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12 year meditator here. You describe well the process of cleansing/polishing the memory.

> I found it impossibly hard to keep meditating on my own

Couple things to keep in mind:

1. Daily practice in some form is the real key. Just get up and do it.

2. There will be ups and downs, high and lows in meditation.

3. Vipassana is a pretty austere form of meditation. You are directly confronting the mind with little outside aid or warmup. Other forms of meditation leverage breathing techniques, concentration techniques and other practices that gradually bring the mind into submission, making the no-thought part somewhat more easy to achieve. Search around or shoot me an email if you want to know some other approaches.




12 year meditator here, too. Nice to meetcha!

Regarding the austerity of breathing: I've found that not forcing the eyes closed does the trick. It is far easier for my mind to wander, at first, with my eyes closed. With eyes open, but relaxed enough to close on their own (and they usually do) I get a constant reminder that I'm meditating not just day dreaming.

(And, if you read the Satipatanasutta you'll notice that the Buddha never instructs the meditator to close their eyes. :)


Regarding #3, when practicing Vipassana as taught by Goenka, you do indeed start with anapana, both in the courses (the first 3 1/2 days are only focusing on breath) and in daily practice.


By breathing technique I am referring to something slightly different than watching and counting breaths, which in itself is somewhat austere and easy for the mind to wander. You also are inherently relying on the mind to keep track of things. How to achieve no-mind using the mind? This is tricky.

I was referring more along the lines of pranayamas, mantras and other techniques that drive the mind into submission. The mind will be completely stunned after 10-20 mins. Look into any tradition be it buddhist, yoga, tantra etc and you find some other options.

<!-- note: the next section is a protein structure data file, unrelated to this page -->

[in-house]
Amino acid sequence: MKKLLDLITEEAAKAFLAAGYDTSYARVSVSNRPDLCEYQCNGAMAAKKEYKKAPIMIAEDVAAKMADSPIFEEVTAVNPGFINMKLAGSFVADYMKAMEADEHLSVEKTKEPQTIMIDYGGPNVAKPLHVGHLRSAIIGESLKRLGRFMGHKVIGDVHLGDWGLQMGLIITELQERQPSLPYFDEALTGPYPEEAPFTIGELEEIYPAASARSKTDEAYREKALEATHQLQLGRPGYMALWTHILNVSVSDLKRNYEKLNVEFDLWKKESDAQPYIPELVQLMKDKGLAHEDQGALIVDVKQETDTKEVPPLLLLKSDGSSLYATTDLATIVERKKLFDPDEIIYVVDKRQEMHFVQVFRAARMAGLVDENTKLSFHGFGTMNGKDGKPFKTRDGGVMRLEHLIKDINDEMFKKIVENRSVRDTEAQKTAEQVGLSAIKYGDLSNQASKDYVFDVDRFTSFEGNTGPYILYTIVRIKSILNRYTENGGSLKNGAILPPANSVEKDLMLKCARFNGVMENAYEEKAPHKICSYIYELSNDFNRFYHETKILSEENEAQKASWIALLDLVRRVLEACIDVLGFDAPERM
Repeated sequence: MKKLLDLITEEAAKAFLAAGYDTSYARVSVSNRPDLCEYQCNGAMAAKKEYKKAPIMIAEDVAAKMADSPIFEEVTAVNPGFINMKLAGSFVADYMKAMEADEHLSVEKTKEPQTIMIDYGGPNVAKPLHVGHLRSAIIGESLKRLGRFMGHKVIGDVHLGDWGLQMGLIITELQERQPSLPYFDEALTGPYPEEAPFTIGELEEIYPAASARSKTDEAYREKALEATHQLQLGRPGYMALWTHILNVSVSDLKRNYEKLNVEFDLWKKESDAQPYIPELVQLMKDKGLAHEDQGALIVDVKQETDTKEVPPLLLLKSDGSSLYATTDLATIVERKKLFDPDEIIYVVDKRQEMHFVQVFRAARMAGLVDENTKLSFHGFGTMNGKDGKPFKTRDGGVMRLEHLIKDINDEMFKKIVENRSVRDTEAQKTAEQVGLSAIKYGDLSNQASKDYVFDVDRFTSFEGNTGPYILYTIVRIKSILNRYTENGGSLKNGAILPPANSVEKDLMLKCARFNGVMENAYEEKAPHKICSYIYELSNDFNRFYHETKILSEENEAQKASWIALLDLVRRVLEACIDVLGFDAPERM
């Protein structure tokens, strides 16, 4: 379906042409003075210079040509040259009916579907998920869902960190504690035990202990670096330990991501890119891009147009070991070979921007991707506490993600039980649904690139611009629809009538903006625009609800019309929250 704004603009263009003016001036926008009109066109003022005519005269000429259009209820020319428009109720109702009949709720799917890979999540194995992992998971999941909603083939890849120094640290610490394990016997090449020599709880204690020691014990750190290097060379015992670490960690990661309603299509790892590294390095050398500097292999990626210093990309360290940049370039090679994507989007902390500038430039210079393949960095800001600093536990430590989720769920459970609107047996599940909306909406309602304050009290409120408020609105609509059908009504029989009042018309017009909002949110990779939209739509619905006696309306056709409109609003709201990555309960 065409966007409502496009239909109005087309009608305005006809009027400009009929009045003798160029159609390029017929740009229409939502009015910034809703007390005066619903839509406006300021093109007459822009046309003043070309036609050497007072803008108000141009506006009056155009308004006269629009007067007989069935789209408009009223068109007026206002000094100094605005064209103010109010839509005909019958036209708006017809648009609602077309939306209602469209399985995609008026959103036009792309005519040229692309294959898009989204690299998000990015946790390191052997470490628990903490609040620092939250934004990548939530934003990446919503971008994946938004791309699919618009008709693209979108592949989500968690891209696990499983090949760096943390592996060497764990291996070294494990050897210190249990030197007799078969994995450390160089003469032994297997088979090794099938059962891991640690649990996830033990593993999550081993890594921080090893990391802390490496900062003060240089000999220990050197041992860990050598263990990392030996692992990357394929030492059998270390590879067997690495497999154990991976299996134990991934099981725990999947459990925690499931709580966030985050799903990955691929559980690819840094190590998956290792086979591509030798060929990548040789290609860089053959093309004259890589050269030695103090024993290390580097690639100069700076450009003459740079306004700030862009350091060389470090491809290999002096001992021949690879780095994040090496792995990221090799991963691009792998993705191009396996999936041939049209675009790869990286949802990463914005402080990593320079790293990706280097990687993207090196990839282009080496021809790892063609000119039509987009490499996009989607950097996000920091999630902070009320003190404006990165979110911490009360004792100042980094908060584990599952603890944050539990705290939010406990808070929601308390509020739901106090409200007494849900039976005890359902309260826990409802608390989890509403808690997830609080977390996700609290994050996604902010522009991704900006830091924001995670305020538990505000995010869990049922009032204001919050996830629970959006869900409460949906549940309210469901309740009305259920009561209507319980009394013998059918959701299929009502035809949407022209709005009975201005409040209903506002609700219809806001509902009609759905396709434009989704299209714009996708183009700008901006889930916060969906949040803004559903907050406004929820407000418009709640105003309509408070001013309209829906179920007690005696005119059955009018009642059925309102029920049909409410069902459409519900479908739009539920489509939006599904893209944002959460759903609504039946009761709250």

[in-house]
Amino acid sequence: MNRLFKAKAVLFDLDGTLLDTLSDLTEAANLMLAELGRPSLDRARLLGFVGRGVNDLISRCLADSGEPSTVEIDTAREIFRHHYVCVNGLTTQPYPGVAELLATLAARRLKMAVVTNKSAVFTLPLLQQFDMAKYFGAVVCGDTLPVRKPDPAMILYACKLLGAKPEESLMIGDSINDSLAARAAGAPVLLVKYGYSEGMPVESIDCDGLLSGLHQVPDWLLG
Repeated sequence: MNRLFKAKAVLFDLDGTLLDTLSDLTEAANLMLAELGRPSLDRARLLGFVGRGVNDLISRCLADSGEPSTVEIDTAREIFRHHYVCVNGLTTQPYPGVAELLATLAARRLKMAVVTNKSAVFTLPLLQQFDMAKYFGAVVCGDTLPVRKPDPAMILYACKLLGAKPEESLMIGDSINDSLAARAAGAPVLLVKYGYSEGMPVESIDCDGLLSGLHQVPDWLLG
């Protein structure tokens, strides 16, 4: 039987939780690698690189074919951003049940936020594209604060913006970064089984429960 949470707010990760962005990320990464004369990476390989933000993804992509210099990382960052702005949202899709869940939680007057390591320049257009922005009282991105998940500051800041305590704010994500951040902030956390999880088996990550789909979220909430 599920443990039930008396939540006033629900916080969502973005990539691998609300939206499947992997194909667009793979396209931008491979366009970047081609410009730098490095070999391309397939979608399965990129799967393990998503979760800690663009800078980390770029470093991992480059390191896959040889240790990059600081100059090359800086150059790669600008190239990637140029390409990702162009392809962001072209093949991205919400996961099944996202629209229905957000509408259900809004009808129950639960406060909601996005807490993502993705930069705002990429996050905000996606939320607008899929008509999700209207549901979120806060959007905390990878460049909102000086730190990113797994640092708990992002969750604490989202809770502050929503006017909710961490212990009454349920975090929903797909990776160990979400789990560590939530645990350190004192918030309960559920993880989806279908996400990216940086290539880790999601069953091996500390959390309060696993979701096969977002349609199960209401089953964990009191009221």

There's something strange going on around breathing. By combining it with body postures, or focusing on certain parts of the body, or repeating (mentally or out loud) certain sounds, or just breathing in a certain way, all sorts of strange unexpected things happen, either purely at the consciousness level or even physical sometimes.

These techniques must put pressure on some deep, otherwise unconscious levels of the mind, and then produce responses closer to the "hardware" level. I'd love to see more research done in this area.

(Note: I don't practice Vipassana, but different, yet overall somewhat similar, techniques of a school of yoga - and I mean yoga in the traditional sense, not the bastardized "female yuppie gymnastics".)


And another 12-year meditator here — my first course was in 2001, in Massachusetts.

My practice has definitely had its ups and downs over the years. In my experience the most significant contributor to a strong, consistent practice is to regularly sit with other people. Like weekly, or a few times per week if possible.

Glad to see some talk of meditation here on HN — I've always felt that programmer-types would dig Vipassana. Buddha was a hacker.


I couldn't find an email to shoot you a message, so I'm responding here.

I meditated for a few months back in 2006 and it was fantastic. I, too, have trouble maintaining it. What other sorts of practices would you recommend?


Vipassana is a great practice — in my experience, finding other people to sit with consistently has helped better than anything else. Like weekly or even a few times per week.


I recommend going to another retreat and jump starting your practice. When you are there, work as hard as you possibly can, trying your best to practice continuously.


prgrmr75 at that gmail.com thing




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